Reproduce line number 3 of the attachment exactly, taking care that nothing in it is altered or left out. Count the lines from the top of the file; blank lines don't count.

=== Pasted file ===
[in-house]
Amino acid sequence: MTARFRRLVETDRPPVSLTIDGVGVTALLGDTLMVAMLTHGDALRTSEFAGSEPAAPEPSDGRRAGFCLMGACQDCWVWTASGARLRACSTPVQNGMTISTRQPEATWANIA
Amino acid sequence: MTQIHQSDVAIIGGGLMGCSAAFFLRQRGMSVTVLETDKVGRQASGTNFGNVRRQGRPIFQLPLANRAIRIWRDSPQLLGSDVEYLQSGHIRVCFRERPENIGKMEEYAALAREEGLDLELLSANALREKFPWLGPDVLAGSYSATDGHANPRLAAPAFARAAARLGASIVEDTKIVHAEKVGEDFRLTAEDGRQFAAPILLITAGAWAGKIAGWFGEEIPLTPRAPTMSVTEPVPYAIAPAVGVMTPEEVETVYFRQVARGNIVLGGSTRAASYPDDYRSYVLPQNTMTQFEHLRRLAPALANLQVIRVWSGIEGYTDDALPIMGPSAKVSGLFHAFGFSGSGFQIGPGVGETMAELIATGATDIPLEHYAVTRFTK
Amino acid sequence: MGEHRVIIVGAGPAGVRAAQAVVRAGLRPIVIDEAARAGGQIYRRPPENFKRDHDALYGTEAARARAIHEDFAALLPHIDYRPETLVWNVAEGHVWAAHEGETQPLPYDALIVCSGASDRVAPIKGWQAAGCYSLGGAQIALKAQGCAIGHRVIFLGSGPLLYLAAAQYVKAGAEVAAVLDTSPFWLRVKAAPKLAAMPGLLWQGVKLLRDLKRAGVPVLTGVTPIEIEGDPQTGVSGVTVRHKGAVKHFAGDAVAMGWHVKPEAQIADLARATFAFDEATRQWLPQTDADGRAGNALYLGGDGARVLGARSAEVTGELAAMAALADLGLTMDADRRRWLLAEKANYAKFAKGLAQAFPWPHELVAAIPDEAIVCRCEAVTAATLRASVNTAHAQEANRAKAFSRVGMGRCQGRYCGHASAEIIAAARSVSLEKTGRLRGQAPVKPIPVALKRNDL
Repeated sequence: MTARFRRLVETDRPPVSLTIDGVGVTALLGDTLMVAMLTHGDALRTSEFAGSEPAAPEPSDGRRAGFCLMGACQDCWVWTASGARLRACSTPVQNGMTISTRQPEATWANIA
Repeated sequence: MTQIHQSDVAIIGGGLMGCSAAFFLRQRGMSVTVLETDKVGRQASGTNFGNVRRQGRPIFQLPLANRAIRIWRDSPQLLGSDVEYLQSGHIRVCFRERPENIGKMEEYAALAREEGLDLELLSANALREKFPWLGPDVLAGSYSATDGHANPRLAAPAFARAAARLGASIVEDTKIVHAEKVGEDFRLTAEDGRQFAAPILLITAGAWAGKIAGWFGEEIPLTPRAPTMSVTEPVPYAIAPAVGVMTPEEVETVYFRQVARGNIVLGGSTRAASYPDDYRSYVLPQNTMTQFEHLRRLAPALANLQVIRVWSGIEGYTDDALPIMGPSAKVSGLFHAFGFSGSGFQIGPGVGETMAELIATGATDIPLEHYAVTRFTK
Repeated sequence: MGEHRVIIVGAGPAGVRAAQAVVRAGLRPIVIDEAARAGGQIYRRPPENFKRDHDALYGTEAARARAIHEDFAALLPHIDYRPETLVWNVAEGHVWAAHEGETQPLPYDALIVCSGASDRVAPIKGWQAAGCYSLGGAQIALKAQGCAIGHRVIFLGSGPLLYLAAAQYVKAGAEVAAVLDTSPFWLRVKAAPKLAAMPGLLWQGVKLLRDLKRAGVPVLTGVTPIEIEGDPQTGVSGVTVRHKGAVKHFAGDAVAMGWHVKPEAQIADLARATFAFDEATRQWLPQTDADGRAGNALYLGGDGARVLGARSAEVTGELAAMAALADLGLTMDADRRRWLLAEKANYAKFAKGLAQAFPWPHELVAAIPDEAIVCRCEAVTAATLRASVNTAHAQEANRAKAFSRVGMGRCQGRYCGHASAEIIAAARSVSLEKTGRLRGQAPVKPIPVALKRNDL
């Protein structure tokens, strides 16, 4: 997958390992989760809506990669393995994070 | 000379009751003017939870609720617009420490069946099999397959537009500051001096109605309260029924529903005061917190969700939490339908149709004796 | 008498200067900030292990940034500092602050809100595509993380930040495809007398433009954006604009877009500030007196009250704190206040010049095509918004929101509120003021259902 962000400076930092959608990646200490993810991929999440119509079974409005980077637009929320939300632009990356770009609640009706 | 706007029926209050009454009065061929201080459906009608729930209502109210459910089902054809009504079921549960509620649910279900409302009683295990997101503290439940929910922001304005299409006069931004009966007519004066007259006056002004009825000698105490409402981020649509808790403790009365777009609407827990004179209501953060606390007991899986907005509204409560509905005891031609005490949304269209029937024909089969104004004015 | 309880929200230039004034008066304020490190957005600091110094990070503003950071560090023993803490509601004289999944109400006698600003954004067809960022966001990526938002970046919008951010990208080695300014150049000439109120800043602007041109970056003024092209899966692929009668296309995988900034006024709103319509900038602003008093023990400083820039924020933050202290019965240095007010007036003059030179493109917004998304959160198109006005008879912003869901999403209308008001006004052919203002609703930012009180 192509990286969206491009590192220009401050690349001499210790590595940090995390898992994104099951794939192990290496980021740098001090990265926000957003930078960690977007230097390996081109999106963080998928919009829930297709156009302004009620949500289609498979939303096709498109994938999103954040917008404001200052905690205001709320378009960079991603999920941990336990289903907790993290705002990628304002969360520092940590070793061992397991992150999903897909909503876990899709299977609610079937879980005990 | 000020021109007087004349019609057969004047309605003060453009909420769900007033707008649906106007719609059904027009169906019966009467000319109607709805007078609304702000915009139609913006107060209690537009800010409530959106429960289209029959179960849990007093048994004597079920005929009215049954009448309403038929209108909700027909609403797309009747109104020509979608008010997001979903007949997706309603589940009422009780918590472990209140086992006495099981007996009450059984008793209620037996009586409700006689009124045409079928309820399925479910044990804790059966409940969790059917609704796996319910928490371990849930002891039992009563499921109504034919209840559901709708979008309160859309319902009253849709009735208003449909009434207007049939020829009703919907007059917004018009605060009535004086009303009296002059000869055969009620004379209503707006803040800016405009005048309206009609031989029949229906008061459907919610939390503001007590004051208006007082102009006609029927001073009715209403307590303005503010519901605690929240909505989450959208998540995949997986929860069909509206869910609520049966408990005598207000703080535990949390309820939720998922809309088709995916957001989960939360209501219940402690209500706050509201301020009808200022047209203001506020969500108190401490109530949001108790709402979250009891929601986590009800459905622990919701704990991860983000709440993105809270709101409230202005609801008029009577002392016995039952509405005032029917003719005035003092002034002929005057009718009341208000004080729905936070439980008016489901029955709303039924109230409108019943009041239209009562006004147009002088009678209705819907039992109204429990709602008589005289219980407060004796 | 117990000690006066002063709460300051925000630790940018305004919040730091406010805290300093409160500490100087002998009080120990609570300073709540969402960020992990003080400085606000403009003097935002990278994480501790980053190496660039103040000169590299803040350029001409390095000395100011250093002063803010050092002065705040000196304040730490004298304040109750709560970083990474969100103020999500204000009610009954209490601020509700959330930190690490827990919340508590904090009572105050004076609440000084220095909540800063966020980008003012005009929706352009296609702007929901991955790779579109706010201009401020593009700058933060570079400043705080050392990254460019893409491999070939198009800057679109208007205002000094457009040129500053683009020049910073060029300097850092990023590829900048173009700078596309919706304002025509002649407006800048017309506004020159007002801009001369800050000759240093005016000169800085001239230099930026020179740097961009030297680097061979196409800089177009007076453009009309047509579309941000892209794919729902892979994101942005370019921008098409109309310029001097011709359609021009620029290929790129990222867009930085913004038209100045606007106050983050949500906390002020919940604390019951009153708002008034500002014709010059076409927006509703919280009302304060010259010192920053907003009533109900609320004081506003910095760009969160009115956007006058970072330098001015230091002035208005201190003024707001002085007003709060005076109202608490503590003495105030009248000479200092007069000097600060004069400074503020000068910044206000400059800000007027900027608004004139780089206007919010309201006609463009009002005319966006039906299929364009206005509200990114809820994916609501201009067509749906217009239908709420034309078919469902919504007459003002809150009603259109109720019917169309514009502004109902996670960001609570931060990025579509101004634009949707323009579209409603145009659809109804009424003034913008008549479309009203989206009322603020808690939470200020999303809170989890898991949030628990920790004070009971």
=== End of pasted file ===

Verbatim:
Amino acid sequence: MTQIHQSDVAIIGGGLMGCSAAFFLRQRGMSVTVLETDKVGRQASGTNFGNVRRQGRPIFQLPLANRAIRIWRDSPQLLGSDVEYLQSGHIRVCFRERPENIGKMEEYAALAREEGLDLELLSANALREKFPWLGPDVLAGSYSATDGHANPRLAAPAFARAAARLGASIVEDTKIVHAEKVGEDFRLTAEDGRQFAAPILLITAGAWAGKIAGWFGEEIPLTPRAPTMSVTEPVPYAIAPAVGVMTPEEVETVYFRQVARGNIVLGGSTRAASYPDDYRSYVLPQNTMTQFEHLRRLAPALANLQVIRVWSGIEGYTDDALPIMGPSAKVSGLFHAFGFSGSGFQIGPGVGETMAELIATGATDIPLEHYAVTRFTK